Q&A: Maya Markovich, Chief Growth Officer, Nextlaw Labs


Shay Namdarian

The way that legal services are delivered is fast changing due to advances in technology and business model innovation. This is resulting in a gradual shift towards affordable, standardised services and efficiencies in how law firms deliver services. We interviewed thought leaders on the changing legal industry, emerging technologies impacting the sector, factors holding law firms back and what the future lawyer looks like.

Here is our interview with the Chief of Growth at Nextlaw Labs, Maya Markovich.


Change is daunting because humans often perceive, consciously or otherwise, that it represents an inherent loss of some kind. At a minimum, it requires significant alteration to one’s daily routine, to which some may fear they won’t be able to adapt. Change can also represent an existential threat to identity, legitimacy, or locus of control, and provoke emotional defensive reactions.

The tradition-rich legal industry is even more susceptible to these dynamics because it’s designed to stand on precedence, it’s not user or client-centric - it’s built for lawyers to run as a business. Lawyers also tend to view their work product as bespoke, impossible to replicate or automate, and charge accordingly -- usually by the hour, leading to a productivity paradox that disincentivizes efficiency. Established legal professionals have a strong psychological and economic stake in maintaining the status quo - they’ve invested years of their lives into these personal and professional structures. As hard as it is for one person to overcome the fear of change, we’re dealing with an entire industry going through the process simultaneously, with varying levels of acceptance, grief, and motivation to adapt.


To thrive in the legal industry of the future - and present - lawyers need some foundational literacies like a basic understanding of data science, money management, design thinking, and project management. They also need to develop competency in creativity, flexibility, collaboration, and emotional intelligence. And in order to truly effect change, lawyers with character qualities of resilience, creativity, curiosity, comfort with ambiguity, and a bias to action will have the most impact.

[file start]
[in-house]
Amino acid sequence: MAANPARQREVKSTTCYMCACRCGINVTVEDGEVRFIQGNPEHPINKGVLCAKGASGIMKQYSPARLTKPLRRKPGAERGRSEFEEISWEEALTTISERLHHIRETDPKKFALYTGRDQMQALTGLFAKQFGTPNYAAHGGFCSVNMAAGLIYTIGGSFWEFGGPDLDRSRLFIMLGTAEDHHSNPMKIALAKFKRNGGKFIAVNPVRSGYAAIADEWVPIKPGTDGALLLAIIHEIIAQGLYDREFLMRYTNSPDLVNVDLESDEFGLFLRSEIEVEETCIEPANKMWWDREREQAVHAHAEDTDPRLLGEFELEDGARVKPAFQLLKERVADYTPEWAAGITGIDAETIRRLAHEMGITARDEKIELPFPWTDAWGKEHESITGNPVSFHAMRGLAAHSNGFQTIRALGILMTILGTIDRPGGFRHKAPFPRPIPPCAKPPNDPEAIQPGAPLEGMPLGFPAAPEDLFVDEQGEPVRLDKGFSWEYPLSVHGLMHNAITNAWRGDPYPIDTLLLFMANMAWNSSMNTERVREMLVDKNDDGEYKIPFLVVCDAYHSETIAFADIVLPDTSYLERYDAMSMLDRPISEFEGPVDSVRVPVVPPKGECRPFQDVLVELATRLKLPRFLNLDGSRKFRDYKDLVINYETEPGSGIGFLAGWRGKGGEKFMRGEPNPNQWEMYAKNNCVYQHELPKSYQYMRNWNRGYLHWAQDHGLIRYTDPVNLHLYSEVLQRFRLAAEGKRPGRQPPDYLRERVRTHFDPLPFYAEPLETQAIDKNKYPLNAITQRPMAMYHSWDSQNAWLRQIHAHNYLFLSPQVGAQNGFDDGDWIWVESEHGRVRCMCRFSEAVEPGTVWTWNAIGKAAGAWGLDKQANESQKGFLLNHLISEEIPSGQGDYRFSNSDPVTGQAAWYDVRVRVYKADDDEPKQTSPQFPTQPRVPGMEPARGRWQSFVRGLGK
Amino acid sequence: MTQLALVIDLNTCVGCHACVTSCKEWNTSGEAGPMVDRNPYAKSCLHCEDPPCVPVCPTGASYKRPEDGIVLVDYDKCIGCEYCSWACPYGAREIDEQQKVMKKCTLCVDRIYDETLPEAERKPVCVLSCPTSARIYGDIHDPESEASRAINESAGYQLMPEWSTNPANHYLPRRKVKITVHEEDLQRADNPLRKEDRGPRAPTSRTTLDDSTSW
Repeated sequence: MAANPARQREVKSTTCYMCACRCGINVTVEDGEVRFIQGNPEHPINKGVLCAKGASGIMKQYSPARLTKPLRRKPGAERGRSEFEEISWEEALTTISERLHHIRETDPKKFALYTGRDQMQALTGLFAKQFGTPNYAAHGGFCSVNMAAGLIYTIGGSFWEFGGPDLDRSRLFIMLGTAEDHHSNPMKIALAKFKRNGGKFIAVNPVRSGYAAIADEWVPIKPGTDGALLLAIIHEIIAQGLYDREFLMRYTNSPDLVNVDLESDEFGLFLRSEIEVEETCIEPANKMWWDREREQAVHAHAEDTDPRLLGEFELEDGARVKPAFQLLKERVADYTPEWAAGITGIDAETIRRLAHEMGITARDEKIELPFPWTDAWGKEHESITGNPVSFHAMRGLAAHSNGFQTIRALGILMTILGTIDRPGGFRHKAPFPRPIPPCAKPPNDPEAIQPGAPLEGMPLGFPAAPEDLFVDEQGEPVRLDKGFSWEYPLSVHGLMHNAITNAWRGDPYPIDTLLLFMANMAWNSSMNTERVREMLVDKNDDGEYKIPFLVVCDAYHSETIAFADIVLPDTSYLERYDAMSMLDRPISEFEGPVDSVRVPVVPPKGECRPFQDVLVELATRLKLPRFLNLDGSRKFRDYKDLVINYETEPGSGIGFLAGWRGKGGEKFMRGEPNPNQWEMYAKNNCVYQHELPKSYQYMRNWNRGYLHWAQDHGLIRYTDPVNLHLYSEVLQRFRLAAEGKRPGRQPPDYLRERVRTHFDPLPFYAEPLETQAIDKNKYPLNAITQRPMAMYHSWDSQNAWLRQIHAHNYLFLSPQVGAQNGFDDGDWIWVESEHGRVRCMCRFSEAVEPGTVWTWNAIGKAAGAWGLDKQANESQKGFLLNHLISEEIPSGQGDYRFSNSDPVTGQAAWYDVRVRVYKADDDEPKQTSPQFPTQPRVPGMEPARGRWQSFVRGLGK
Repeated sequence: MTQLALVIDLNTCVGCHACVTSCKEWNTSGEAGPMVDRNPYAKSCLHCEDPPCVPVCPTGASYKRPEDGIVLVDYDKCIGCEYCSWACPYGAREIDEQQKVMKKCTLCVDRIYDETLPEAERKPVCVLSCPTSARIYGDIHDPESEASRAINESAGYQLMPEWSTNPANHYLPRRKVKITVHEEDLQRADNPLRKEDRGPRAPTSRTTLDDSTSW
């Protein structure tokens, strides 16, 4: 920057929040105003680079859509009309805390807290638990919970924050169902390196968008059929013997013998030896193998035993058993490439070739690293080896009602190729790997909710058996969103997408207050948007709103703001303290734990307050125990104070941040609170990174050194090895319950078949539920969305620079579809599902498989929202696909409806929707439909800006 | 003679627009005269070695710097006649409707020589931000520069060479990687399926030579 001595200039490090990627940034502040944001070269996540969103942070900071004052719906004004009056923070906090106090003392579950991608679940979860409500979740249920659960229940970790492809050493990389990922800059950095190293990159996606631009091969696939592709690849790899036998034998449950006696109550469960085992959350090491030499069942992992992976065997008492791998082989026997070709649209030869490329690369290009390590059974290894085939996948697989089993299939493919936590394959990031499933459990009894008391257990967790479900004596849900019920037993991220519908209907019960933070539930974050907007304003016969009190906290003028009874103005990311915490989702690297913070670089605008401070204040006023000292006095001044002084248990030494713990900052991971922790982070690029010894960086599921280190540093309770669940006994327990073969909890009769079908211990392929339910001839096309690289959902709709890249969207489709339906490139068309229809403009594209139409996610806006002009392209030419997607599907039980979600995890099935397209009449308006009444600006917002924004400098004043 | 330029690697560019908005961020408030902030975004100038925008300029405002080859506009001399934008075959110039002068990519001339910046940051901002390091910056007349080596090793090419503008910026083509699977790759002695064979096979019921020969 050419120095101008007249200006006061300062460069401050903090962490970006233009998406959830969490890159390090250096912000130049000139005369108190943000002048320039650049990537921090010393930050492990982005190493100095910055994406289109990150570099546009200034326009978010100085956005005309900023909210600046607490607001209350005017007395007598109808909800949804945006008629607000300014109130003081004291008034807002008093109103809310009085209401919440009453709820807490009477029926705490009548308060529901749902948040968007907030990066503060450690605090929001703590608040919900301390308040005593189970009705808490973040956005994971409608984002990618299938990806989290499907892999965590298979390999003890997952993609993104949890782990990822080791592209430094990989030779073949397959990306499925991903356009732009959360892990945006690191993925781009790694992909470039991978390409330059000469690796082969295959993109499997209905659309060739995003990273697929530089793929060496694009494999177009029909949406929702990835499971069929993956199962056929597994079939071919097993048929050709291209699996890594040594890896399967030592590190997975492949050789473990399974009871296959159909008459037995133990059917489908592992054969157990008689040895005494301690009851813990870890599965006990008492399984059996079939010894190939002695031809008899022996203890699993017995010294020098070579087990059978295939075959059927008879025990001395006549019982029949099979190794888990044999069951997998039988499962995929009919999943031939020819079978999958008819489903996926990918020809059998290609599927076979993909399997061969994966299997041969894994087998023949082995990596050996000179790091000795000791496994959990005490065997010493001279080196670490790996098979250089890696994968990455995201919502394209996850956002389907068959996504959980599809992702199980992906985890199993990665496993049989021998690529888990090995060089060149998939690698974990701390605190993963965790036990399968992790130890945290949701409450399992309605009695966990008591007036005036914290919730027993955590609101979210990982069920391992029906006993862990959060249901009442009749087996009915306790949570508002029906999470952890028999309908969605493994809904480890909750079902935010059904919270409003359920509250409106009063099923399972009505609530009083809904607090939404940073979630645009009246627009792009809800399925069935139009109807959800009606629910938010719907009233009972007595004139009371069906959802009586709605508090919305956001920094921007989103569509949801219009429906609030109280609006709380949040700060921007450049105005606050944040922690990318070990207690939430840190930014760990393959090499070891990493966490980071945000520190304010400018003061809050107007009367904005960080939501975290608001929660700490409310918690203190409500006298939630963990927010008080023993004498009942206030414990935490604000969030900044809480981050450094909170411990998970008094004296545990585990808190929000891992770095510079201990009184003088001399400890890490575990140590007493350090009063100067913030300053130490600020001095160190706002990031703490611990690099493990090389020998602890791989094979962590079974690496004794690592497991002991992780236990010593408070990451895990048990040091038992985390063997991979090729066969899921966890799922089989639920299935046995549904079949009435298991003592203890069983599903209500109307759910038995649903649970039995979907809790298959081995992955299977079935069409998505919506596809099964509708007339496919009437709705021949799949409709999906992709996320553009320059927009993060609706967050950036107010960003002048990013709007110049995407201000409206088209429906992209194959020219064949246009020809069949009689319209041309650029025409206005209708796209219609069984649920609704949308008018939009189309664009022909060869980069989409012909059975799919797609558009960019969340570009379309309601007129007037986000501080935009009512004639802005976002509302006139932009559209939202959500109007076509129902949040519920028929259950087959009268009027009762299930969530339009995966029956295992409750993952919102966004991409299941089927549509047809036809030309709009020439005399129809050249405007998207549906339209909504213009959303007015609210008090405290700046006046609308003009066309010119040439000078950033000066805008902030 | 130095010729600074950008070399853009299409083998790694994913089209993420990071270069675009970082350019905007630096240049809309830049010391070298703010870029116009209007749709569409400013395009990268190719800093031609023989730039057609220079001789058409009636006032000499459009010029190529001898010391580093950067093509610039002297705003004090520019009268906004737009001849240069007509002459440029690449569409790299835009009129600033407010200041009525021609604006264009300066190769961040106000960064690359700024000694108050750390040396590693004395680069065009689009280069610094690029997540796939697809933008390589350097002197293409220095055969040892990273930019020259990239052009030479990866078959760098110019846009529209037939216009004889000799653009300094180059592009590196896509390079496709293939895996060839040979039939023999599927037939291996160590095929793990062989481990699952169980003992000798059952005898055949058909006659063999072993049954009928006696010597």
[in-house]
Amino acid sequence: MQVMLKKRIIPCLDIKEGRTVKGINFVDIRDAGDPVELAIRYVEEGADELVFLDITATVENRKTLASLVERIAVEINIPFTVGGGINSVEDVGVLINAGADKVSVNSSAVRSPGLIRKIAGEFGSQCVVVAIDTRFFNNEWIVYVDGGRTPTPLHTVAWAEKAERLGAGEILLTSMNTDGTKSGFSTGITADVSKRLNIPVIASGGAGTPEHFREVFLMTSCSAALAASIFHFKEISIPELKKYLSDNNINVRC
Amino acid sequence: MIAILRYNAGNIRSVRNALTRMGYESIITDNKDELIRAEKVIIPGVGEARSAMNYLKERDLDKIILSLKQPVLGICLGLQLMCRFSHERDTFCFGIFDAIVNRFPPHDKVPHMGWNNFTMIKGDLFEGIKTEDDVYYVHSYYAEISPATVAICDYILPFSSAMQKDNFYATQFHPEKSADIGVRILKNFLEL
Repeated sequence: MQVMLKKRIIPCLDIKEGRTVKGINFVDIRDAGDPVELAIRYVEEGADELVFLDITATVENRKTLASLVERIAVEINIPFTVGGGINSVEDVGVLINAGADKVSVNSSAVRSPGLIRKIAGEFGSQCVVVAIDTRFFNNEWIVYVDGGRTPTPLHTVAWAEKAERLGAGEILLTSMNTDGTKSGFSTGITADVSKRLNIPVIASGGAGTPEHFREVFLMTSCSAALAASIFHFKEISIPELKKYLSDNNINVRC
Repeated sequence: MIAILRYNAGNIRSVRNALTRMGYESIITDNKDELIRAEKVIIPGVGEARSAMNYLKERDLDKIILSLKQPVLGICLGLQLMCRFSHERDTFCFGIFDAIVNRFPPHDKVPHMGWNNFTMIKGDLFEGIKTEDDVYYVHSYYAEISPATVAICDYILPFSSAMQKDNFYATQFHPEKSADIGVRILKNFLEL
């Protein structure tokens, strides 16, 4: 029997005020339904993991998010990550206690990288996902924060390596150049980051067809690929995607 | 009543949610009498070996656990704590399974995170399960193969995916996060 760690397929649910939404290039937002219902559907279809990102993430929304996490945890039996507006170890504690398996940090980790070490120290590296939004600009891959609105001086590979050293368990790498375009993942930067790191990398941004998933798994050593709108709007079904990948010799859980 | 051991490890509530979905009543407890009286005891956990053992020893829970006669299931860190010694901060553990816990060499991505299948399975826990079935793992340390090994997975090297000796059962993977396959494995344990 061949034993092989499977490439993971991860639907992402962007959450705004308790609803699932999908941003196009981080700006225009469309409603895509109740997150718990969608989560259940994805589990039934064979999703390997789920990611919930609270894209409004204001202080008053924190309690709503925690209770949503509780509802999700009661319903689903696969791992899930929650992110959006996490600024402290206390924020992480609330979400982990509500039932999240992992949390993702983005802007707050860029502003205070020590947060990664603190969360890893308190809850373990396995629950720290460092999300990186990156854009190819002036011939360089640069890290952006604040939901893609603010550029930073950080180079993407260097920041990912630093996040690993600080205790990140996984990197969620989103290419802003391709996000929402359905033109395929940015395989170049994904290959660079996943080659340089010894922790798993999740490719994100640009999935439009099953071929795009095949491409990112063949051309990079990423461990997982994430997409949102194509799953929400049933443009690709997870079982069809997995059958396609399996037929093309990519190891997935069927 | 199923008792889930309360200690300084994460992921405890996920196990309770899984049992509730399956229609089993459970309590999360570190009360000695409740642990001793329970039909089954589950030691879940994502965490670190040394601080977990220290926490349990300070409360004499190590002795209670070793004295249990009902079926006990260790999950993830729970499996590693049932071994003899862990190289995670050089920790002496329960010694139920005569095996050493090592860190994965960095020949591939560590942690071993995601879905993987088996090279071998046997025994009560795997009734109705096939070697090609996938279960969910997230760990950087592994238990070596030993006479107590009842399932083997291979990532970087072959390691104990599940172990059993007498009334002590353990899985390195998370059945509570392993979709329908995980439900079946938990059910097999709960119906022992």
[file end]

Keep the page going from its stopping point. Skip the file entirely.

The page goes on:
Future lawyers need an understanding of how people think and what motivates them, the ability to bring diverse stakeholders together, and the skillset to deliver more strategic, creative services to clients who will no longer pay for the turn-the-crank work. Lawyers who understand that legal expertise is only one facet of the services they provide and that they are no longer the only game in town are more likely to grasp the necessity of finding new business processes and ways to deliver value to clients in a rapidly shifting marketplace. There’s a wealth of opportunity (not to mention urgency) to collaborate, scale, productize, and more - once you see the state of the industry clearly.

To find out what 14 other thought leaders had to say on the future of legal services, download the full 21st Century Lawyer report at www.newlawacademy.com/report

about the author

Shay Namdarian is GM of Customer Strategy at Collective Campus and the author of Stop Talking, Start Making - A Guide to Design Thinking. Shay has over ten years of experience working across a wide range of projects focusing on customer experience and design thinking. He is a regular speaker and facilitator on design thinking and has gained his experience across several consulting firms including Ernst & Young, Capgemini and Accenture. Shay has supported global organisations to embed customer-centric culture, working closely with law firms such as Clifford Chance, Pinsent Masons and ClaytonUtz

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